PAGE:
The present invention is a system and method that can be used to detect invalid and/or undesirable conditions associated with a telephone network. The present invention detects, among other conditions, call looping, unreported mass calling, excessive redialing, and misrouted traffic in a telephone network. In a preferred embodiment, the system is adapted to capture, parse, and analyze common information elements of Initial Address Messages (IAMs) in an SS7 signaling network. Other switch-based call records may be utilized as well. Using the common information elements associated with the IAMs, the present invention can detect invalid and undesirable network inefficiencies in different types of telephone networks, including for example, wireline, wireless, or hybrid networks.
A preferred method that is adapted to detect a looping condition can be implemented as follows. First, a number of IAMs generated by a switch are captured. Second, a calling or called telephone number is extracted from the IAMs for analysis. Third, using a “rule-based” sorting and analysis, a looping condition to a particular central office (i.e., one associated with a unique NPA/NXX) is detected. This software methodology has been successfully tested using an external computer connected to the switch.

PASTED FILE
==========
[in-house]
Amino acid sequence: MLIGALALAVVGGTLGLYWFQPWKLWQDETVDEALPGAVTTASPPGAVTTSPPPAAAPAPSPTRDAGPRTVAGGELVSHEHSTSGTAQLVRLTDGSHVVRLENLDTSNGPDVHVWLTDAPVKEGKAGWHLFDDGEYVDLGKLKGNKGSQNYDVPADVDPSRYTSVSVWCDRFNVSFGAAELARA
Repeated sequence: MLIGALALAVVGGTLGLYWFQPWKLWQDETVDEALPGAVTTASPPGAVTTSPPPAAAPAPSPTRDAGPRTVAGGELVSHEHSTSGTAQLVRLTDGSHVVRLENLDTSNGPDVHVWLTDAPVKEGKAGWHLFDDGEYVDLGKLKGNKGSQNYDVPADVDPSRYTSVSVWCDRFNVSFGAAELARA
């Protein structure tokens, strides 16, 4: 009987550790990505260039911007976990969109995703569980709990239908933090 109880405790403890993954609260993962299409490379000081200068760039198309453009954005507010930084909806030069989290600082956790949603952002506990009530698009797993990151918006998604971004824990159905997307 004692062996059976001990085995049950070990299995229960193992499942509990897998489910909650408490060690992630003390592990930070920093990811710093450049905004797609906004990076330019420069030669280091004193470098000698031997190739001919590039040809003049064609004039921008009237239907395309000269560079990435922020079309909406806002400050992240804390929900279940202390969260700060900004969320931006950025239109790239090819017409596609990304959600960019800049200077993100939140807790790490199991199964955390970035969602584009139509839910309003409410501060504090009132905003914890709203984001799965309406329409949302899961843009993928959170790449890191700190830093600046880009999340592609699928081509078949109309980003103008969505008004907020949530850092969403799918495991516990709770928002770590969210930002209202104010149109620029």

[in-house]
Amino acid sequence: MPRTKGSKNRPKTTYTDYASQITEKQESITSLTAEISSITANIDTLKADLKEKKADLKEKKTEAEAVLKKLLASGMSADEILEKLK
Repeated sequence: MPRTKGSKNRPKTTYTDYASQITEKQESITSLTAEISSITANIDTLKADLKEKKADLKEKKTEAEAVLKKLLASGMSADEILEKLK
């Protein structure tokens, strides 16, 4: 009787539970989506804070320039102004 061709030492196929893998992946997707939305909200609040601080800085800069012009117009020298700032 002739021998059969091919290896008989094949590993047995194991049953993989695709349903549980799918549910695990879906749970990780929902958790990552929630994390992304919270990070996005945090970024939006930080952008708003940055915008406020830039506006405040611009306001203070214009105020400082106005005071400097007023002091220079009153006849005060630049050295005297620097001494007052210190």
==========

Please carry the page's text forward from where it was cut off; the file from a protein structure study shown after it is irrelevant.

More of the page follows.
As detailed below, the present invention can be adapted to detect more than one invalid or undesirable conditions associated with the telephone network. Invalid conditions that can be detected include, for example, looping conditions associated with trunk groups between two switching centers as well as multi-way looping conditions between two or more trunk groups or two or more switching centers. Valid, yet undesirable, conditions that can be detected using the present invention include, for example, mass calling to/from a single number as well as excessive redialing, either manually or automatically. Each of the detections can be implemented based on call volume or other user-definable parameters.
Another preferred embodiment of the present invention is a switch-based solution. For example, a switch manufacturer like Lucent Technologies or Nortel Networks could incorporate an embodiment of the present invention in its switches.
In the telecommunications field, it is generally known that a number of different messages can be used to support call setup based on SS7 protocols. The messages include Initial Address Messages (“IAMs”), Address Complete Messages (“ACMs”), Answer Messages (“ANMs”), Release Messages (“RELs”), and Release Complete Messages (“RLCs”). Information regarding these messages are described below. The three paragraphs that follow immediately below are substantially verbatim to those described in Bellcore Publication No. SR-TSV-002275, Issue 2, April 1994, on page 14-11 through page 14-13.